SAS Heroes: Remarkable Soldiers, Extraordinary Men

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Osprey Publishing, Limited, 2009 - History - 336 pages
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From WWII to Iraq the SAS has been at the forefront of armed conflict, though most people wouldn't realise it was even there. Universally acknowledged as the best special forces in the world, every member of the Regiment is a hero in his own right. However, even amongst these remarkable soldiers there are those who stand out.

SAS Heroes contains former SAS soldier Pete Scholey's memories of 20 such warriors who are true heroes, although many were never recognised as such during their lives or even in death. It is a collection of stories about soldiers who fought for their country with no desire to be famous, f ted or rewarded, some of whom died in action. A few received medals, and all earned the respect and admiration of their fellow soldiers, their names and faces etched into the true history of the SAS.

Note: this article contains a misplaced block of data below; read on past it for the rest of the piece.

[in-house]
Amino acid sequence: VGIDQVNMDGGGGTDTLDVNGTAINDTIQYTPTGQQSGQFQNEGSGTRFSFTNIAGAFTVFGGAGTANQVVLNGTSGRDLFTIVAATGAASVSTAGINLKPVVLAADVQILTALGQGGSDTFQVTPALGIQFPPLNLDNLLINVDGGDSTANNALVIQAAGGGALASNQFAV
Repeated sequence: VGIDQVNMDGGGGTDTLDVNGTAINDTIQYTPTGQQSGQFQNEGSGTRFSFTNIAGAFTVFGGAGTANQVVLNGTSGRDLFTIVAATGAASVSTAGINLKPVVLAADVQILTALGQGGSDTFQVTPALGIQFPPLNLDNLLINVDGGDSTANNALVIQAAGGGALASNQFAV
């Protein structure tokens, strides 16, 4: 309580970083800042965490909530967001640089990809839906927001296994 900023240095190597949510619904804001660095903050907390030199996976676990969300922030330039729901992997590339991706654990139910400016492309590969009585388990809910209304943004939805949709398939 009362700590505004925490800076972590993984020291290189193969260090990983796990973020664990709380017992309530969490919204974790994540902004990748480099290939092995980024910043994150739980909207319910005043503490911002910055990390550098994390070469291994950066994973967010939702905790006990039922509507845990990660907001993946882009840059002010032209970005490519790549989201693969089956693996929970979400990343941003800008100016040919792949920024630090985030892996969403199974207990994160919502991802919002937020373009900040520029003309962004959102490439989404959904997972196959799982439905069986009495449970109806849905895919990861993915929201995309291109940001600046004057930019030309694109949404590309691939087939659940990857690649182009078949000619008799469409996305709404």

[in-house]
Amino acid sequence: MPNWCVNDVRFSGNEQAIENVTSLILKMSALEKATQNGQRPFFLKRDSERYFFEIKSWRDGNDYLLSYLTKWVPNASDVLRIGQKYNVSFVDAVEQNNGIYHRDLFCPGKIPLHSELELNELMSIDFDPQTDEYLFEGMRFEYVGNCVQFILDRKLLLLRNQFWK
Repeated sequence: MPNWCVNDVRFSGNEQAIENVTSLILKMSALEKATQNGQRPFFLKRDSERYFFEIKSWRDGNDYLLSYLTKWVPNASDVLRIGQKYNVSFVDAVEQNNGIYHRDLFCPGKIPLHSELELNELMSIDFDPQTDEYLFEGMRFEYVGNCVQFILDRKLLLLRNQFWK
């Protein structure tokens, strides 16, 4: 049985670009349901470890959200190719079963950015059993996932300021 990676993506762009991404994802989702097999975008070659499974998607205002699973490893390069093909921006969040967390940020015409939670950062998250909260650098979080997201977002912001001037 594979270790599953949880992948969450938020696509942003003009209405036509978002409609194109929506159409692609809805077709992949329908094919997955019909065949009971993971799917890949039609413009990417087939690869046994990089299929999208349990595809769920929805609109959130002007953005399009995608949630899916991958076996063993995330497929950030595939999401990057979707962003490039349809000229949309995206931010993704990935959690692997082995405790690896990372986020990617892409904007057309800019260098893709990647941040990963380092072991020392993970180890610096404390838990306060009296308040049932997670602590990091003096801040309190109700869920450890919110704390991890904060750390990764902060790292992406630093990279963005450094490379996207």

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Review: SAS Heroes: Remarkable Soldiers, Extraordinary Men

User Review  - Tin Wee - Goodreads

This book tries to humanise the men that the author has worked with, and covers a wide range of SAS operations that the men were involved in. Unfortunately while a number of operations are mentioned ... Read full review

About the author (2009)

Pete Scholey was lucky enough to discover what he wanted to do with his life at a young age, and he stuck with it. He was, as he put it, "a lifer" in the most respected, admired and toughest British Army regiment, the SAS. For 20 years Pete served in some of the world's most hostile terrain, patrolling, cooking, fighting, fixing and even laughing as enemy soldiers sought to expel him and his small band of fellow soldiers from whatever foxhole, jungle or sand dune that they were holed up in.

Yet Pete didn't want to be a soldier when he signed up. He wanted to join the RAF but, having twice failed the entrance exams, he ended up doing his National Service in the Royal Army Service Corps (RASC - which he maintains stands for Run Away Someone's Coming). When he was discharged, he immediately re-enlisted, ending up in the Parachute Regiment and eventually, in 1963, in the SAS. Pete served in Borneo, Aden, Oman and Northern Ireland as well as with the regiment's CRW anti-terrorist team. On leaving the regiment in 1982, Pete worked as a security consultant before settling down in semi-retirement with his wife, Carolyn, in Hereford.

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